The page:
Long time away from movie ripping hobby. Last time I did it was on Windows XP and used DVD Decrypter and DVD Shrink.
Nowadays I'm on Linux (Archlinux) and I'd like to know my options.
I've heard of people using DVD Decrypter or DVD Shrink under Wine. Some say it works, some don't. Apparently these don't work too good or don't work at all on later protection systems.
I've heard people using Handbrake. Not too sure about it but from what I've heard this appears to only work on DVD's with very very basic protections.
Some say they're using DVDFab HD Decrypter or even MakeMKV under Wine, because DVDFab is available on Linux but it has only been packaged for Ubuntu. Yep, it seems that Linux has gone property of Canonical... This may change in the near future with Flatpaks and Snaps but as of right now this is what we have.
I was wondering what you guys would recommend. And why you would recommend
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DVDFab HD Decrypter in WIne myself.
Wine is actually not very reliable but the reports in the wine app database looked good the last time I checked.
You don't need WIne for MakeMKV. There's a Linux version, though, as in WIndows, it doesn't have powerful decrypt capability.
I'd recommend Handbrake or Avidemux. They're reasonably powerful and reasonably easy to use. I use both.
I would recommend you look at all the applications and then set up a computer with the OS that will support the one you want — unless loyalty to a particular OS is your overriding concern.
When you set up a computer with an OS you don't have a single goal. Usually you have a lot of tasks to deliver and you choose your hardware, OS and applications by averaging. An Intel would do this or that better than an AMD but it would be more expensive. Windows would be very good doing A and B but it would also be worse than MacOS or Linux at doing Y or Z.
So, in the end you gotta average it and go with what makes more sense for what is your primary goal. In this case, ripping and encoding movies is surely not my primary goal/task. Hence why this is a Linux.
Then you can also say that I could dualboot Windows. Well yes, it's a fact, but I will only do so if I can't do it properly using my current OS.
For now I'll keep your recommendation in mind and will come back to it later if I realize that I can't use Linux for this task or that it will be very cumbersome to do so.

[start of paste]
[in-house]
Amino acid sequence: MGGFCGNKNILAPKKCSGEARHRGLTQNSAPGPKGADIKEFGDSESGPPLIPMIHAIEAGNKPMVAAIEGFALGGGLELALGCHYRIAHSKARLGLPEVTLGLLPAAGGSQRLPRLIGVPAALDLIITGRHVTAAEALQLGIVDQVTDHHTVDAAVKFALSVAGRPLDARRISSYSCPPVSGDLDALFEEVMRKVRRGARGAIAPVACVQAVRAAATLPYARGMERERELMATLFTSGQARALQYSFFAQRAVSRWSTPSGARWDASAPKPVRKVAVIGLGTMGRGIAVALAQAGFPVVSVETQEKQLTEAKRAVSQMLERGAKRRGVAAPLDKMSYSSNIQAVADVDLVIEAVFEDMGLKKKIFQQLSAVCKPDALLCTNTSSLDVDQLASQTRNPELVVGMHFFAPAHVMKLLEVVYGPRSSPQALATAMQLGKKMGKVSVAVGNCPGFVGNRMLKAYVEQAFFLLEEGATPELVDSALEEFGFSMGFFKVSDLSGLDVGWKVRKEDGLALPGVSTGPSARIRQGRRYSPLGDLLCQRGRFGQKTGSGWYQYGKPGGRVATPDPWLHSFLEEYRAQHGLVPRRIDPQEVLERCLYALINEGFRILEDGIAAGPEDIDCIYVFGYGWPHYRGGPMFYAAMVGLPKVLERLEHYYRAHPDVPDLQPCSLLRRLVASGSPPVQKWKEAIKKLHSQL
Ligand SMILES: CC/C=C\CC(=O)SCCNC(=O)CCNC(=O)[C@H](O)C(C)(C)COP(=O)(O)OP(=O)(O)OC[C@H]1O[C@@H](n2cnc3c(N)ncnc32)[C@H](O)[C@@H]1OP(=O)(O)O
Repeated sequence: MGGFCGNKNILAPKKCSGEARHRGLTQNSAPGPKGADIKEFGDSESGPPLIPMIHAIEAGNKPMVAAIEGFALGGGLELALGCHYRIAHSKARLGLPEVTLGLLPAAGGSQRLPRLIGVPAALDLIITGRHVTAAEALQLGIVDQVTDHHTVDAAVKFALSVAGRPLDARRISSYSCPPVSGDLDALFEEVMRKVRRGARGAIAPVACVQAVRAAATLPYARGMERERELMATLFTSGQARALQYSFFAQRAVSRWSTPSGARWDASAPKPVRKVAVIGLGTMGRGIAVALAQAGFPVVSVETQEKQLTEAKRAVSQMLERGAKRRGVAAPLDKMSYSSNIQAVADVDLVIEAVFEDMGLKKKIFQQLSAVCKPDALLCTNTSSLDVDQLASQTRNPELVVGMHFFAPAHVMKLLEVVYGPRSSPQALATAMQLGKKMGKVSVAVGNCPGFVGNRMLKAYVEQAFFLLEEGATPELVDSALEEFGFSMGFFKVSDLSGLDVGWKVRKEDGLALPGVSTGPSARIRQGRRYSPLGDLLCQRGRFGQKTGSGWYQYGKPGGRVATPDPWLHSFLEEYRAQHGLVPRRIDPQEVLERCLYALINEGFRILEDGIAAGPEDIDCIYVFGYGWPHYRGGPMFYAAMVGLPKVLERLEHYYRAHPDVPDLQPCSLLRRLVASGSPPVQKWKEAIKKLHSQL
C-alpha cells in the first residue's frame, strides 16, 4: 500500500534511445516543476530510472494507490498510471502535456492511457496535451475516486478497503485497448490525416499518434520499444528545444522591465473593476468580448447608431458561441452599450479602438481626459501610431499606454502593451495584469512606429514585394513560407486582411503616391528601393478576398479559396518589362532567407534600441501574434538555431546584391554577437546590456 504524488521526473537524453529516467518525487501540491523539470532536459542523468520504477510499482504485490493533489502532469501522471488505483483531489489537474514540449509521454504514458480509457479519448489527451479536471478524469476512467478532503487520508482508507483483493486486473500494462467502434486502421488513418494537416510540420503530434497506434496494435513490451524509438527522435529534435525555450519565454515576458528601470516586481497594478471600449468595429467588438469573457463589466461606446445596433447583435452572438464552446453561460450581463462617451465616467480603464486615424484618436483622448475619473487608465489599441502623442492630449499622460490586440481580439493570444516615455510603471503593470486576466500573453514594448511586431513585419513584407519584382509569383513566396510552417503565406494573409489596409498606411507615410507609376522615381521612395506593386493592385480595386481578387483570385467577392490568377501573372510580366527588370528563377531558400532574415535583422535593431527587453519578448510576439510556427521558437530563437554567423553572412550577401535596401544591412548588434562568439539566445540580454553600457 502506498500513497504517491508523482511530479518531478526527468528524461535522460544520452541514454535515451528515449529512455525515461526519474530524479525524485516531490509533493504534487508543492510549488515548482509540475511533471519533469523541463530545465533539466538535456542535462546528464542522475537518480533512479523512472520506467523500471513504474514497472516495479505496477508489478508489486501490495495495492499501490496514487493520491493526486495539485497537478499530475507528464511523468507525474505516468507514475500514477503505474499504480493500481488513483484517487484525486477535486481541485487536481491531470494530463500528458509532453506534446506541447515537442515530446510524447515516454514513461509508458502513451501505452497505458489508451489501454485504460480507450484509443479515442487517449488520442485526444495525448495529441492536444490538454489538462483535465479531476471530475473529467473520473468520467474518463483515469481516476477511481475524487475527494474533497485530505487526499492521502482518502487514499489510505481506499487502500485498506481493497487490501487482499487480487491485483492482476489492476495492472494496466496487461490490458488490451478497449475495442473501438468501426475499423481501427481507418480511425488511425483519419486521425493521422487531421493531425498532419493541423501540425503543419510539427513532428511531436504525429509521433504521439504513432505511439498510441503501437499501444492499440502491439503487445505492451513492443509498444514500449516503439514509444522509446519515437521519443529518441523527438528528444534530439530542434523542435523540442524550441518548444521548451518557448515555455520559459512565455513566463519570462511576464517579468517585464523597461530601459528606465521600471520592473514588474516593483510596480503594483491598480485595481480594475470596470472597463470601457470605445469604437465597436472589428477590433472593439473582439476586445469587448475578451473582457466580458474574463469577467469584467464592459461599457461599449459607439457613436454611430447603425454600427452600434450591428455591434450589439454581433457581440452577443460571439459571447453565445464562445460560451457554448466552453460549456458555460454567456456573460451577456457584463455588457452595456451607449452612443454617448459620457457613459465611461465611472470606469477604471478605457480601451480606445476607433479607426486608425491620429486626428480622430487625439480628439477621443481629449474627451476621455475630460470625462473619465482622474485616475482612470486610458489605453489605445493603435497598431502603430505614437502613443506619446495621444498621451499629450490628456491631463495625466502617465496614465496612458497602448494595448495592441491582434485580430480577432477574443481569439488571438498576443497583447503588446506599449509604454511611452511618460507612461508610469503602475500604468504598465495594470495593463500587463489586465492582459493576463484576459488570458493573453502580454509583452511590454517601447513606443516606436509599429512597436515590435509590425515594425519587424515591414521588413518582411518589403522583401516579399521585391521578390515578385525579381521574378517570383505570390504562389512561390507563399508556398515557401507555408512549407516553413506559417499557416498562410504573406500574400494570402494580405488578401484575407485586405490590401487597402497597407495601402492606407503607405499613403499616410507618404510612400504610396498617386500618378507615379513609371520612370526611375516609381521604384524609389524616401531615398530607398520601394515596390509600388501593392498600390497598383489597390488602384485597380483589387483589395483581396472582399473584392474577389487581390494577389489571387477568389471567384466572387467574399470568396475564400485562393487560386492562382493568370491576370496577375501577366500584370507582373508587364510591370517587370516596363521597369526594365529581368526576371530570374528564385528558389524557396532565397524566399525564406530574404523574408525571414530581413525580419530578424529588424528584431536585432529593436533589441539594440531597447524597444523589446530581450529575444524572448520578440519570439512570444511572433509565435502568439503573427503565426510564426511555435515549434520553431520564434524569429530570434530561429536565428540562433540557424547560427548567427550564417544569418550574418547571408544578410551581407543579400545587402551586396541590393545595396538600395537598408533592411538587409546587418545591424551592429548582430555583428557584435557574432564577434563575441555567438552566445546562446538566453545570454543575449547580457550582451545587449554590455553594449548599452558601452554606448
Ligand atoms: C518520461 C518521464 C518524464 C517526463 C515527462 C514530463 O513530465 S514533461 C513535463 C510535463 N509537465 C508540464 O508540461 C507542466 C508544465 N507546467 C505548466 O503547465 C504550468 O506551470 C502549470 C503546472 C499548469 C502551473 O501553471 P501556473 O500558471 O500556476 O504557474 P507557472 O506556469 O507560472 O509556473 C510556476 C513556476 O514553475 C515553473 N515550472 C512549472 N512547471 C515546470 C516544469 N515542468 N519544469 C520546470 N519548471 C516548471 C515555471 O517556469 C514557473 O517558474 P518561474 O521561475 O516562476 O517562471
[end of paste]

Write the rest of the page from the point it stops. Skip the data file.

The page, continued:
When you set up a computer with an OS you don't have a single goal.
I've never had much success with Wine, too many applications are not compatible with it. I would suggest that if you still have a licensable copy of Windows, you install it on your Arch system with VirtualBox, otherwise install Ubuntu or a derivative the same way. Then, if when shutting the guest OS down you select save machine state, next time you start VirtualBox your application will open where you left it. Easy.
I see what both you and Hoser Rob mean. Usually there is a greater purpose for a computer and everything in it should be setup best for that greater purpose.
That's exactly where I stand too. My boss gave me a laptop for work. At work I need to use a bunch of windows-only tools, hence that laptop runs Windows but it is locked for most everything else and I can't install anything on it apart from a few PortableApps.com tools.
For my personal use I needed a computer only for the average web browsing, email, spreadsheeting, word processing and mainly for remote access (ssh'ing, rdp'ing). Notice no gaming on that list. I can do all that on a linux box and I do some linux server maintenance as a freelancer to cash a few extra bucks. So it did make a lot of sense to have linux on that laptop.
I'm not saying I can't install Windows on a Virtualbox VM. It's just that it gets excruciatingly slow, both the host and the VM. Windows is just too damn hdd hungry. It needs to read and write a lot even when you ain't doing anything and this is a damn slow 5400rpm hdd. It just can't cope with so much reading and writing on a VM. Believe me, I tried that in the past due to other needs (MS Visio) but it just didn't work because it was too slow. And it wasn't due to Visio's fault...
What I could do is dualboot between Arch and Windows. Actually this laptop came with a Windows 8 license (first thing I did was format and install Linux) and I know that native Windows runs sort of ok because that's what's installed on my wife's and both laptops are exactly the same model and the disk is exactly the same brand/model too.